Tuesday, May 20, 2008
Characterization and Contests
Every contest scoresheet is different. But one element you will almost always see judged is "Characterization."
I think it is the most important element to a story. Because no matter how great the plot....if people don't like your main character, they may not read far enough into the book to see what a plot-genius you are. LOL!
It is difficult to give a character struggles so they're real enough for readers to identify with, yet still keep them likable. Camy touched on that in a recent post. Characters should grow and change by the end of the book. But how much imperfection is too much? It's a hard balance to hit, so let's look at how contests gauge what makes characters great.
Some questions contest scoresheets ask are:
Are the main characters likable?
There are several other words that contest feedback forms use to describe strong characters...feel free to chime in if I hadn't included something you're familiar with.
What you don't want your main protag to be is flat, unlikable, cliche, unsympathetic, illogical and irritating to the point of provoking a book wall-banging, etc. There are a gazillion words for negative characterization traits.
I'm only gonna talk about some positive qualities characters need to have to hook readers. For instance, a character can be very memorable (think Freddie Kruger) but certainly not likable. But that's okay since he was the villain. LOL!
Since this is an interactive blog...I want mega feedback. Look at the bolded words above (by far an incomplete list). What on earth do these things mean? What do they mean TO YOU?
For me, a "memorable" character is one I think about days, weeks, months, even years after reading the book or watching the movie. A character who haunts me in the sense that I connected deeply with them. To the point I felt like they could be a real person. I WANT them to be a real person so I can know them. LOL! Characters who make me wish the world had a real person like them. Think Shindler of Shindler's List.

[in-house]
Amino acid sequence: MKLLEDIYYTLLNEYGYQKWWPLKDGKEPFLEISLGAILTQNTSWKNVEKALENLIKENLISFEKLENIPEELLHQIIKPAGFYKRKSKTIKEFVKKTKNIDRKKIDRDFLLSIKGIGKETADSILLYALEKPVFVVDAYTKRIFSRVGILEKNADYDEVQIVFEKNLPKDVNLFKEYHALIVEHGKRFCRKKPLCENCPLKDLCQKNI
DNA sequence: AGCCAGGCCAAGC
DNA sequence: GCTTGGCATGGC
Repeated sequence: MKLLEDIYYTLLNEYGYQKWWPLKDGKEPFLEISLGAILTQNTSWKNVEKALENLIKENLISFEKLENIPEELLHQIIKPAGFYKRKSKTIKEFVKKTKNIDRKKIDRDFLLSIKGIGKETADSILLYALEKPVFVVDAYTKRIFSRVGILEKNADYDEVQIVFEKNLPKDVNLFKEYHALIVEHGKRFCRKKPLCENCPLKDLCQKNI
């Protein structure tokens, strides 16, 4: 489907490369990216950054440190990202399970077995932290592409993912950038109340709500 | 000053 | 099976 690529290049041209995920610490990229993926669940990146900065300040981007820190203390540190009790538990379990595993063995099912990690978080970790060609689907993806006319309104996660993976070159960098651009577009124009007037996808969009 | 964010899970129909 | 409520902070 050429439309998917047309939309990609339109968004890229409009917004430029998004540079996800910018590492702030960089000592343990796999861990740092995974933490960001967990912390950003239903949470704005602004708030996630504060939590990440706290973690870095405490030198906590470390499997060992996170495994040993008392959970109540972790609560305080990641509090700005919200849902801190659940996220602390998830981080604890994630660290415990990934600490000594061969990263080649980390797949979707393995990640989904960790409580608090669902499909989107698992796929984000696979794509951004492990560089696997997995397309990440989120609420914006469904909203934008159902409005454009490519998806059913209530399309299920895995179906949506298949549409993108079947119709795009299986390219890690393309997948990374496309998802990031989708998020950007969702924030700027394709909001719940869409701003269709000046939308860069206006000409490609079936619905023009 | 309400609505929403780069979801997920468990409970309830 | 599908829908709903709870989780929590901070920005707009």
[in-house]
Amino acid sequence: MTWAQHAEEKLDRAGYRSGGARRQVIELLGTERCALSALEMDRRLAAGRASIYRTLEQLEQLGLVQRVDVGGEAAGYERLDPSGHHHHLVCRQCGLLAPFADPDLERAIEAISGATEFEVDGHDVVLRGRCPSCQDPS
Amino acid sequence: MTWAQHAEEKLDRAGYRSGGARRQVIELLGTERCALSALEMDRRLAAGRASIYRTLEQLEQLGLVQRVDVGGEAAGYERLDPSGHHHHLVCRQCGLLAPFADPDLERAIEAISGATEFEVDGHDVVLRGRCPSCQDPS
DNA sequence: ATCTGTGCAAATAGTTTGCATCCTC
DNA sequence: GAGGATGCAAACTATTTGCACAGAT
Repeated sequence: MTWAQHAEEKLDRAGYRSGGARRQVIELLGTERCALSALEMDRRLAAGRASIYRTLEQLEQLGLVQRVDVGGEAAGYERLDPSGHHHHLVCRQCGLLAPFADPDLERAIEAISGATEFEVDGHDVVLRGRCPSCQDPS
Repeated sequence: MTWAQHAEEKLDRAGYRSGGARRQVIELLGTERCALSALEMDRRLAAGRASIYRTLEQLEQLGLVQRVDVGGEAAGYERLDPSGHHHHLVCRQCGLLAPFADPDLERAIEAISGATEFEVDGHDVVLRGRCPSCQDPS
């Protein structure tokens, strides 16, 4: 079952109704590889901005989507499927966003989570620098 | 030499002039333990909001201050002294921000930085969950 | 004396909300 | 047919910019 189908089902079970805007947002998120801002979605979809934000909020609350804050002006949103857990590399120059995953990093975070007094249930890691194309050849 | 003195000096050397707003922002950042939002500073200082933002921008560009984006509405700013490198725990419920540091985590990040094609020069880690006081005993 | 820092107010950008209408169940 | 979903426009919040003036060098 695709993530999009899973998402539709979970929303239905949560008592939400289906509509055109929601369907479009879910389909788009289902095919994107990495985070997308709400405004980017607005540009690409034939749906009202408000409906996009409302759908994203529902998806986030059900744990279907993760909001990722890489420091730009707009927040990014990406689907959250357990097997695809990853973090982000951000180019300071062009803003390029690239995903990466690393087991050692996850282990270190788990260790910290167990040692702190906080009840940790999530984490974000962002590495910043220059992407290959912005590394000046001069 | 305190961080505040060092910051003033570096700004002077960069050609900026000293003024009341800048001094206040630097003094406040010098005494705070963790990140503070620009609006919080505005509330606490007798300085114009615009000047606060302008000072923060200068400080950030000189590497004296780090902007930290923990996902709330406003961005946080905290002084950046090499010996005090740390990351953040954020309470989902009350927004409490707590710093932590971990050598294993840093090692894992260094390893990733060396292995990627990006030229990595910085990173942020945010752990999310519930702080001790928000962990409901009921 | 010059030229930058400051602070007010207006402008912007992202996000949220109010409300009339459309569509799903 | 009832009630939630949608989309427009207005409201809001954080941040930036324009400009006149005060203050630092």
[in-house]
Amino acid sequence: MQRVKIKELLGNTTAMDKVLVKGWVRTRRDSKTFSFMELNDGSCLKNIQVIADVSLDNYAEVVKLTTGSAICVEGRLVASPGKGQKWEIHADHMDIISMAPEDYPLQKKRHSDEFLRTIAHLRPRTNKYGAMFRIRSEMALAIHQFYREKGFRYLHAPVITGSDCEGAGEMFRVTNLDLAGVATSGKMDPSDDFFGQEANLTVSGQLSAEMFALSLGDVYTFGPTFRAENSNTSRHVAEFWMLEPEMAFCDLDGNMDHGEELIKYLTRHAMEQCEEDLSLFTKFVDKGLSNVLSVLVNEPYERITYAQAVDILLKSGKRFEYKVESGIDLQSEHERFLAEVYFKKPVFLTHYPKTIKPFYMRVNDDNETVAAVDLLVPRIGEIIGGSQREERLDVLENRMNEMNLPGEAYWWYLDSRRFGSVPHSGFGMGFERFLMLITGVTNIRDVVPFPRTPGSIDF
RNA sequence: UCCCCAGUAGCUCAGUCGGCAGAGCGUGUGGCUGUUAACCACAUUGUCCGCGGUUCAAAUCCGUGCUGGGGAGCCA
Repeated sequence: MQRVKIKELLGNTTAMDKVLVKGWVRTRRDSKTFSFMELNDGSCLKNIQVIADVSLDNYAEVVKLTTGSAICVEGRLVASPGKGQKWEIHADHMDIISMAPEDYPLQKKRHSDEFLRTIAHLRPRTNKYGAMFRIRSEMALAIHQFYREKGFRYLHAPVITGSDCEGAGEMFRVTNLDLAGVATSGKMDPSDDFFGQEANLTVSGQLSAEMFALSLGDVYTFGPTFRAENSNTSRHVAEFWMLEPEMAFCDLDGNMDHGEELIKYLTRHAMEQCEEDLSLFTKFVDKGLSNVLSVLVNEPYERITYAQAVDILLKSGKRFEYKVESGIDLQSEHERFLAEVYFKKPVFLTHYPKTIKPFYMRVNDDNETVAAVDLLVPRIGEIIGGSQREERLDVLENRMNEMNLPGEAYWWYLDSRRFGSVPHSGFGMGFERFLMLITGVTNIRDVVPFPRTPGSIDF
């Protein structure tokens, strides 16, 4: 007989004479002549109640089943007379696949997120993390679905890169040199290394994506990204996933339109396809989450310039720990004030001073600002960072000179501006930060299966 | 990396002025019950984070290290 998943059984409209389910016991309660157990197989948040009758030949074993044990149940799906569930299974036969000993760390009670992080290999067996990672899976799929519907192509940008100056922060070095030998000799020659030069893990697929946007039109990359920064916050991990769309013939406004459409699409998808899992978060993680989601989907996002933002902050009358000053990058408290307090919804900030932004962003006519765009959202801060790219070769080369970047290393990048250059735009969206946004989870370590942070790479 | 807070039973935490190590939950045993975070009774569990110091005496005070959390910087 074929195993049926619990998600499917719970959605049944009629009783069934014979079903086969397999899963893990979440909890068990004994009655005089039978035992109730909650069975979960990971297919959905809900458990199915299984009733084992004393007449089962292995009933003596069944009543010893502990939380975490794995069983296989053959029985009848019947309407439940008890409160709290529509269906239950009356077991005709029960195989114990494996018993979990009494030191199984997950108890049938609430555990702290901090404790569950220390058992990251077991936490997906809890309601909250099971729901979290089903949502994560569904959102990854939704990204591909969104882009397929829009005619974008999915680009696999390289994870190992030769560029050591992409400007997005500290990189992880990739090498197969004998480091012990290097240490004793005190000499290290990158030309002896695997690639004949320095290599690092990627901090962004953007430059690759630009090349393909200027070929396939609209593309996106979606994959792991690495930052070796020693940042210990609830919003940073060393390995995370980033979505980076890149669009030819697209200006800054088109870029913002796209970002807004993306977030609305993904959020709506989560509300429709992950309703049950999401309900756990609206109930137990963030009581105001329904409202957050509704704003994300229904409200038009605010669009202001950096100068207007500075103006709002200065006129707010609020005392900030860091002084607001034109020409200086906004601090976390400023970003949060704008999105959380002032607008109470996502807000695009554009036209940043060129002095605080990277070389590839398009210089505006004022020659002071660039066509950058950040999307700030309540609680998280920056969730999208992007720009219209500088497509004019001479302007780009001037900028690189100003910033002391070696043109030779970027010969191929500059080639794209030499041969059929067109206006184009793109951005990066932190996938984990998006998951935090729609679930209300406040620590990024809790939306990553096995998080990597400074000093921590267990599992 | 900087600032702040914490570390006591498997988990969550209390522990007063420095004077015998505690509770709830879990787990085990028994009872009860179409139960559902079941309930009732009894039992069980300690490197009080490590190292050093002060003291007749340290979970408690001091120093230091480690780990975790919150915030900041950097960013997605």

A character who recently moved me deeply was Ben Randall (played by Kevin Costner) in The Guardian.
The character of Ben was this brave (a "heroic" trait) rescuer, willing to risk his own life to save others ("endearing" and "memorable" traits). He also had this emotional struggle (which "added layers" and deepened him as a character) with his impending divorce and facing the fact that his skills may be slipping (two things that "sympathized" us to him) as a renowned record-breaking Coast Guard swimmer (again, a "heroic, larger than life" trait) and plunging him into possible retirement from a career that has become the bane of his existence.<-- (a trait that makes him seem "real" in the sense of he's this fabulous fantasy hero yet no one can escape the dreaded thing called aging. People (viewers/readers) can "relate" to that and "identify" with this character...especially those in that season of life where their bodies can't keep up with their careers.
Aspiring writers, since each of these terms are slightly different, how would you define them?
Readers...tell me what traits have endeared you to a character lately? Name a book or movie character who has stayed in your mind for years. Why do you think that is? How can we create characters that memorable in our books?
I'd love to hear more than "this character endeared me". What about that character drew and kept you? Or sympathized you to them? Was it the tragedy they suffered in childhood that came out in dialogue? What specifically did the author do to make that character memorable to you? What technique did they use to make you care enough about the fictional person to read the rest of the story?
Authors, we're dying to hear it! :-) What do you do to create strong characters?
This is an interactive blog...so talk away! :-) What you say (even you reader-only-readers) can help us writers strengthen our characters.
Ready, set, talk... :-)